Letters and poems of Bobby Sands continue to be discovered forty-three years after his death on hunger strike on 5 May 1981. Last September the legendary British peace campaigner and poet Pat Arrowsmith died at the age of ninety-three. Among her mementoes was a carefully-preserved letter (comm) from Bobby Sands, addressed to her from H-Block 6 on 17 August, 1979, forty-five years ago, which before her death she requested be donated to the Bobby Sands Trust. It will now be lodged in the archive in the National Library, Dublin.

Among the guest speakers at a London celebration of Pat’s life, on April 18, was the Mid-Ulster MP Francie Molloy, a veteran republican and one of the architects of Bobby Sands’ historic election victory in Fermanagh and South Tyrone on 9 April, 1981.

Pat Arrowsmith was committed to universal peace and justice. She was one of the organisers of the first anti-nuclear protest in Britain, the Aldermaston March in 1958, from which emerged the Campaign for Nuclear Disarmament (CND). She was also part of the civil disobedience movement led by Bertrand Russell in the early 1960s. She was imprisoned eleven times and was also force-fed while in jail. In 1974 she went on hunger strike in solidarity with the Price sisters, Gerry Kelly and Hugh Feeney.

Pat Arrowsmith

In 1968, Pat organised and joined a team that went to the Vietnam-Cambodian border, and again in 1991 to the Middle East, sitting down in the desert to try and prevent conflict in the First Gulf War.

She was introduced to the issue of Ireland by the Dublin-born feminist and activist, Etain Madden, who was daughter of the Sinn Féin activist Claire Madden. Etain was also active in the Communist Party of Britain in Fulham and was, at that time, Vice Chair of Clan na Éireann. This was a time when many on the British left avoided Ireland. Ireland was presented by some as too complicated. As grubby and sectarian. As Pat said herself: ‘It was all very fine to be opposing all manner of horrendous oppression in other parts of the globe … and not to address English and Scots oppression in the Six Counties.’

Pat opposed the presence of British troops in Ireland and her longest prison sentences were for her action in support of that cause. In 1974, she was imprisoned for eighteen months for urging British soldiers on the streets of Belfast not to serve in the North. She stood for parliament several times (on one occasion against Labour Party PM James O’Callaghan) on a programme of ending the war in Ireland, and organised the work of the United Troops Out Movement. She also worked in support of prisoners in the H-Blocks.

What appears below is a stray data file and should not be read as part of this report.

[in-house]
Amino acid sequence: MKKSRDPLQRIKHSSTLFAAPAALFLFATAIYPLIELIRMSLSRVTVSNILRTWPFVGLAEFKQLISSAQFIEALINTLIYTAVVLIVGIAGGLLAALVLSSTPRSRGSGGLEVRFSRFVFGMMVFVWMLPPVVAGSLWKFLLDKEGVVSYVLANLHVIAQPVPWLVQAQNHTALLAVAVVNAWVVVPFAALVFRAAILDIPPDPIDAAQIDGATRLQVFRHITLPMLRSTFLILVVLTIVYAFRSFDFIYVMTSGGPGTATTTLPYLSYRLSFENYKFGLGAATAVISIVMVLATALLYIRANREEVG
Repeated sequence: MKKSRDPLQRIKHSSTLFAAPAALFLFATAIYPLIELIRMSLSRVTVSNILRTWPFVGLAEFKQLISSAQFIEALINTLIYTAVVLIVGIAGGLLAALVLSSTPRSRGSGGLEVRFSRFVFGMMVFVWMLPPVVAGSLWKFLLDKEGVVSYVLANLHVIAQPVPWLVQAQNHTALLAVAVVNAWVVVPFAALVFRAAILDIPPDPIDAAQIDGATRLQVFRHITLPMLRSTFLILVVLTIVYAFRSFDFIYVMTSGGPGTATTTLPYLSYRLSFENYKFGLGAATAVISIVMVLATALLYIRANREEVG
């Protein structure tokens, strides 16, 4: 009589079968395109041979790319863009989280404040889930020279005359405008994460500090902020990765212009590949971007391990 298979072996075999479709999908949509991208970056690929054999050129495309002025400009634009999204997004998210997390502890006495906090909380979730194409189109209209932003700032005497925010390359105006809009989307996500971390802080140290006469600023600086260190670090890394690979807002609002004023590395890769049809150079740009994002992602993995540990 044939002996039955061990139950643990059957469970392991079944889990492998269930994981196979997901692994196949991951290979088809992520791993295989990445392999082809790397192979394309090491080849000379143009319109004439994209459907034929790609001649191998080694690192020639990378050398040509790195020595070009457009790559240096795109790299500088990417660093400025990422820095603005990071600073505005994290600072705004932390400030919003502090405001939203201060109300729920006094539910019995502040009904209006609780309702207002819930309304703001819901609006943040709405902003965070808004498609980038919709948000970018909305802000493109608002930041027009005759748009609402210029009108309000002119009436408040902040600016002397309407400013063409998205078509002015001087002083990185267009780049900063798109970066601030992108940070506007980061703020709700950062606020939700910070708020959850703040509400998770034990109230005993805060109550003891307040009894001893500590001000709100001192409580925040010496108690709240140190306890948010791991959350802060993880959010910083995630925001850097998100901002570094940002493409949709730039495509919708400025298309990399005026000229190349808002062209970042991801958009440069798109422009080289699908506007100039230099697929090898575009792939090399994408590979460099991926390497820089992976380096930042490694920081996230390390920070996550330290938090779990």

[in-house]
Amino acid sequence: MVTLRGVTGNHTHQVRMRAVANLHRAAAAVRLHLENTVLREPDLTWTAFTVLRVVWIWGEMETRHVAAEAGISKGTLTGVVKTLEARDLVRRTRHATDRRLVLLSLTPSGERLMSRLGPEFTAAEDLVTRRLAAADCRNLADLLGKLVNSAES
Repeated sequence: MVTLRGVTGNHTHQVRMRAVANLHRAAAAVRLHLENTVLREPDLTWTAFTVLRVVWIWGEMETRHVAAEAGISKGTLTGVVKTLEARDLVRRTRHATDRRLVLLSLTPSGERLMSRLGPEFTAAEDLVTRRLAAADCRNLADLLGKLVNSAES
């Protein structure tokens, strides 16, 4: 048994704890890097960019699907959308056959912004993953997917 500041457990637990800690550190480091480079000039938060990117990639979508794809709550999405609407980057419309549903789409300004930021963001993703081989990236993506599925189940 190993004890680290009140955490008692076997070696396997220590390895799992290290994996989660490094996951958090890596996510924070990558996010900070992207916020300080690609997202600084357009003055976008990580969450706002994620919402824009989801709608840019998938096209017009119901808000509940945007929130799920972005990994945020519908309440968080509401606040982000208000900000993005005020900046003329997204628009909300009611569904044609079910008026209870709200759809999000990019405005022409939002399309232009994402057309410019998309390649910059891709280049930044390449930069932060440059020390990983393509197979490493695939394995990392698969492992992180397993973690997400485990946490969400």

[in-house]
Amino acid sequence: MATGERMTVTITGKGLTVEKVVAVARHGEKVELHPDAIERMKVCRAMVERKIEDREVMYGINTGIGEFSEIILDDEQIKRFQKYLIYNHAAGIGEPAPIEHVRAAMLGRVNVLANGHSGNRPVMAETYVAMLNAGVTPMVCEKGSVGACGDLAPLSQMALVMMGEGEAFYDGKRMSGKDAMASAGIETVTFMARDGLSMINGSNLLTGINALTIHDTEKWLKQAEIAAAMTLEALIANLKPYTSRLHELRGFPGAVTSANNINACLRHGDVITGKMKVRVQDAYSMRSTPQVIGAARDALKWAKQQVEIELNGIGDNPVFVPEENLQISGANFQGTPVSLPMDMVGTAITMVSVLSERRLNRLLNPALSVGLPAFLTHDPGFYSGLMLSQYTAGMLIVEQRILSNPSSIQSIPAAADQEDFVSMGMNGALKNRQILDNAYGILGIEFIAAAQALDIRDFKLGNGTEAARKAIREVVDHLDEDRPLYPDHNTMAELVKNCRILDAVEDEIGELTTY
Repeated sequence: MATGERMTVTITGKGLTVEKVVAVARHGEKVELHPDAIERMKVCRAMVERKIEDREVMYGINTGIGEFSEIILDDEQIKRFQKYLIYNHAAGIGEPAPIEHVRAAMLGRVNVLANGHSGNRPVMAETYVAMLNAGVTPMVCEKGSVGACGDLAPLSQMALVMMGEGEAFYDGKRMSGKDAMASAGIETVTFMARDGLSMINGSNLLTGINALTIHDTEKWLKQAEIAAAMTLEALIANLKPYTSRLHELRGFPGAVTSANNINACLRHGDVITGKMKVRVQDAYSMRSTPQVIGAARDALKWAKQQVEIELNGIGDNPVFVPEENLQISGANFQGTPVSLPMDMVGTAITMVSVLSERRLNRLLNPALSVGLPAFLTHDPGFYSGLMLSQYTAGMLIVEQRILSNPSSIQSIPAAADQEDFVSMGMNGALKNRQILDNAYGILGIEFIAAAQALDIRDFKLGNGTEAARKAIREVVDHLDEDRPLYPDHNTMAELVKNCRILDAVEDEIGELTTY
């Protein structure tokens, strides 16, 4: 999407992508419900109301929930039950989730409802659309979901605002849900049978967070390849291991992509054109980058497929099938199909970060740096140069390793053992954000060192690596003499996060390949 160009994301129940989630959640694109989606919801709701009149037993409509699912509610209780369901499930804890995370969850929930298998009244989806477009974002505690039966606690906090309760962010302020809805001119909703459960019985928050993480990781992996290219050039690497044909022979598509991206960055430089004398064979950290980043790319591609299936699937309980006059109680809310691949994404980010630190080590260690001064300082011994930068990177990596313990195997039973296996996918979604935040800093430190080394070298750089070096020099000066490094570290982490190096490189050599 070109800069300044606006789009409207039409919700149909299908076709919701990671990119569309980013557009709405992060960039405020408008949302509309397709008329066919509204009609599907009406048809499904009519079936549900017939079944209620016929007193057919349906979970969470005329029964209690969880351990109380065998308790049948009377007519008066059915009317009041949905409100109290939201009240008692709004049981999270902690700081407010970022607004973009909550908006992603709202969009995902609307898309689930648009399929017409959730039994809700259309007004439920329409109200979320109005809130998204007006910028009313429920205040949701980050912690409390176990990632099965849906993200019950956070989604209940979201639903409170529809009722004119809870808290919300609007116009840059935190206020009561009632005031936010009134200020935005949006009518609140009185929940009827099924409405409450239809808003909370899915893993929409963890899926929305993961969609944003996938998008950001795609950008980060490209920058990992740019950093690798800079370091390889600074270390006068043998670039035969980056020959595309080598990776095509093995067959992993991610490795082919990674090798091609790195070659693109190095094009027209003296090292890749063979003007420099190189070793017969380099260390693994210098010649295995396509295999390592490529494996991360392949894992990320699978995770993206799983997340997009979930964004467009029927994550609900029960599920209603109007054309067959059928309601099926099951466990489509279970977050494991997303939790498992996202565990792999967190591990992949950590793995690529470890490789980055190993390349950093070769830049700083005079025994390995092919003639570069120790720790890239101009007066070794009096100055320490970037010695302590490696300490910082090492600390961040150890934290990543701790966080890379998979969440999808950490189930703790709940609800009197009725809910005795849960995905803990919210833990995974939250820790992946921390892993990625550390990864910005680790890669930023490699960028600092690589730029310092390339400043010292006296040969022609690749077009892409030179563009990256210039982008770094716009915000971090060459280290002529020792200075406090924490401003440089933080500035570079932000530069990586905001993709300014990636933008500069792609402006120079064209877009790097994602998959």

Francie Molloy presented the letter to Danny Morrison, Secretary of the Bobby Sands Trust at An Fhuiseog, the bookshop on the Falls Road, which stocks most of the published writings of Bobby Sands.

In the letter, two years before the deaths of ten hunger strikers, Bobby predicts the death of prisoners unless the British Government reverts back to the agreement it had reneged on to pursue the cruel and ultimately futile policy of criminalisation:

17.8.79 H-Block 6

Hiya Pat! How are you? A bit of a surprise for you no doubt receiving this letter. Bu as I’m sure you know already by the cut of the stationery where its origin is—H-Block. Anyway, Pat, I’m Bobby Sands POW, H-Block 6, Long Kesh. I thought it maybe a change for you to hear at first hand from a blanket man in H-Block. So here I am. Anyway, Pat, things are much the same here, torturous. We’re still lying naked, save for the bit of torn, ragged blanket, upon damp pieces of foam for beds. It’s very cold already, it being only August. Our appearances seem to become more ghostly each day. We’re very thin, probably explained by the meagre amount of edible food that we get. Still being hosed down nearly every night by the screws. It’s been going on so long now! Believe it or not, one can almost adapt to it! The cell windows also have been blocked up, stemming the flow of air. We are almost three years on the protest now, many of us are physical wrecks due to the conditions in which we live in, with no exercise or fresh air. The usual searches, wing shifts and beatings continue, forcible bathing, hosing down etc etc. But still we resist & they torture. An interesting point I think you might like to hear is that possibly the biggest percentage of screws here are ex-soldiers, ex-RUC men, UDR etc. I think the large wage incentives and comparative safety of living inside the prisons being preferable to walking the streets of Belfast is the attraction. But I suppose the work is all the same—oppression. Besides, it’s much easier in here to get away with it. Anyway, Pat, we heard there was 10,000 at the London march & we were quite pleased to hear it. Also, after hearing reports from the Belfast march the morale is quite high. Well, we’re pushing as best we can on the propaganda front. I’ll include a few more things that perhaps you could use. If you can, Pat, drop us a wee note and let us know how things are going for you. You could send it through the H-Block Info Bureau, the Falls Road, Belfast. Also, Pat, if you could, could you enclose the names & addresses of anyone who you think it would be worthwhile to write to if only to inform them of H-Blocks & Ireland, or to seek their help, whether they be approachable or unapproachable. Every little bit helps, as they say. At the minute that could not be more true because if things continue here someone of us will surely die. Anyway, I’m glad to get this chance to write to you and if at all possible I will do so again if you don’t mind, to let you know how things are here. I would also like to thank you and all the members of the U.T.O.M for the great work that you have done in the past and continue to do. Perhaps victory shall be ours soon. Sealadaigh abu. See you! Bobby Sands POW, H-Block 6